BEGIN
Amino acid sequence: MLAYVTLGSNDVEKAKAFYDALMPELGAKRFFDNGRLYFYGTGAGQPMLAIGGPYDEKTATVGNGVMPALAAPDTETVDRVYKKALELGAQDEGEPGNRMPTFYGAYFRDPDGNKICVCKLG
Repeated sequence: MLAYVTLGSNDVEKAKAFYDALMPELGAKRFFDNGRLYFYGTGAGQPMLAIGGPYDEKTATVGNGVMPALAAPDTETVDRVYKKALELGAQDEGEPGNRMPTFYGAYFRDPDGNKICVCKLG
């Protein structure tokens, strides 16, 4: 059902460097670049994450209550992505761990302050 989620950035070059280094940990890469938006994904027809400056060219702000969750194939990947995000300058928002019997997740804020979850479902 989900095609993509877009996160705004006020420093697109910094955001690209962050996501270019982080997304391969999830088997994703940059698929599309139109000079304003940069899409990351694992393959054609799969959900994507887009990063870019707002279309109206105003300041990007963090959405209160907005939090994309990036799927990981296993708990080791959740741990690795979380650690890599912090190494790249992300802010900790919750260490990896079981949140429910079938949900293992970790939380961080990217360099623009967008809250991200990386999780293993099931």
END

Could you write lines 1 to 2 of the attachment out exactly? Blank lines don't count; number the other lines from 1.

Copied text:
Amino acid sequence: MLAYVTLGSNDVEKAKAFYDALMPELGAKRFFDNGRLYFYGTGAGQPMLAIGGPYDEKTATVGNGVMPALAAPDTETVDRVYKKALELGAQDEGEPGNRMPTFYGAYFRDPDGNKICVCKLG
Repeated sequence: MLAYVTLGSNDVEKAKAFYDALMPELGAKRFFDNGRLYFYGTGAGQPMLAIGGPYDEKTATVGNGVMPALAAPDTETVDRVYKKALELGAQDEGEPGNRMPTFYGAYFRDPDGNKICVCKLG